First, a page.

Digital Craft: a benchmark for the future

Published:  March 19, 2015
Sam Maguinness

Craft, by definition, is an activity that involves making things by hand. It involves patience, skill and dexterity. From pottery to beer, the word craft exudes the type of quality we expect from handcrafted artefacts. But, while we mainly associate craft with physical making, it is an activity (and a process) that’s nonetheless needed in the digital realm. If digital design is to ever evolve to beyond what it is now, it requires the tenets of craftsmanship to get there.



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In May 2013, I joined Melbourne’s CHE Proximity as head of digital craft. At the time, the digital sector of the agency was expanding and required a focus on innovation and quality. Chris Howatson, managing director of the company, wanted to bring to the digital department a similar unit of craftsmen who were usually involved with refining print and brand executions.

“It was motivated by a passion for quality,” explains Howatson. “A belief that every piece of work that carries the agency’s mark must reflect an uncompromisingly high standard.”

When I joined the team, I had a decade of print design experience and was well aware of the perception of good design. But with digital design, it’s different. It’s inanimate. To create a similar perception of the quality of print, even more attention to detail is needed to create an  experience.

As digital has evolved, we’ve relied on replicating the experience of print, like the invention of the eBook and its crappy ‘page turns’. As John Payne from Moment explains, “New technologies almost always cause a wave of fear, which results mostly from a lack of understanding of its possibilities and the new opportunities they open up. Linking new technologies to day-to-day resembling is a way to ease up the transfer to the digital world. Keeping a known design does not teach us how to use digital technology, but [how to] use our past experiences and apply that understanding to this new experience.”

I always wonder why part of my digital review process is to still print out digital design concepts and review them on a wall. Why? Is it to invite collaboration? Is it to notice a confusing user journey? Is it more suitable to mark up changes? Or is it to ease my personal transition into digital?

Contrary to those who stand by the modern ideal of skeuomorphism, tactility in digital design can mean a smoother, psychological blend with our everyday lives. Therefore, it’s not just the visuals that make the design work, it’s also the build of the code, the experience of the animations. It’s the feeling of being uninterrupted, and how content is filtered to you. These all make the overall experiences feel tactile, considered and crafted. For this to happen, you need the best craftsmen to own each asset of the digital experience.

One particular craftsman, Ernez Dhondy, specialises in UX (user experience). He has long been using traditional research techniques to demonstrate UXs online. His process imitates life and marks him as an example of the type of creative that digital requires. “Great design can’t happen until we understand the people we are designing for, and the space they inhabit when using our product,” he explains.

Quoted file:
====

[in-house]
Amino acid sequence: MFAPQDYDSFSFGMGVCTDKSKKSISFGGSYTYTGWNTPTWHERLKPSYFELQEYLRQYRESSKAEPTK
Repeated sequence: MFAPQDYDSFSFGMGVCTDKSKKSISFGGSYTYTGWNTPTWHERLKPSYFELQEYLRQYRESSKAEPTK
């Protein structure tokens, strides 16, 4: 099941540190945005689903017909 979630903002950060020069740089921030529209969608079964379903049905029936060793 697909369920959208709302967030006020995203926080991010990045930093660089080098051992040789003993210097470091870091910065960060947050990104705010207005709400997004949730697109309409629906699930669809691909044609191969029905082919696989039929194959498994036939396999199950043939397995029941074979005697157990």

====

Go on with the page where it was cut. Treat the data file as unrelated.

Simply, in order to create crafted solutions, you need people that are equal parts passionate and pedantic about the possibilities of digital. Those who recognise that craft does not nibble at a job, but swallows it whole.

We’re already seeing the effects of such people upon the industry. With innovations like Google Material, language is grounded in tactile reality and inspired by the study of paper and ink. Only three years ago, Google was an ugly brand. Gradually it has redesigned and reimagined every little detail, which has completely reinvigorated the user experience. These innovations allow us to link our past experience of print with the new digital world. As Moment’s Payne says, they ease the transition.

But with technology continuing to develop so quickly, how do you maintain ‘craft’? I believe, again, this is due to passion and belief. Craft means relentless refinement; it inherently has all the classic principles of good design.

“The emphasis of ‘craft’ in our digital department has created a new benchmark for quality that has become central to new business development, and a driver of innovation across the agency,” adds Howatson. “Most importantly, the team has motivated other departments to rise to the same ambition of uncompromised quality, driving an agency-wide cultural agenda.”

Craft is vital today because we are the generation that is living through phenomenal transition, yet we still reference the tactility of the past. It will be down to the next generation of designers to view the screen as the predominant consumable material ripe for invention, and evolve the design of the future.

Sam Maguinness is Head of Digital Craft at Che Proximity

Illustration by Daniel H Gray

One Response

  1. I enjoyed reading this article. Thanks for sharing!

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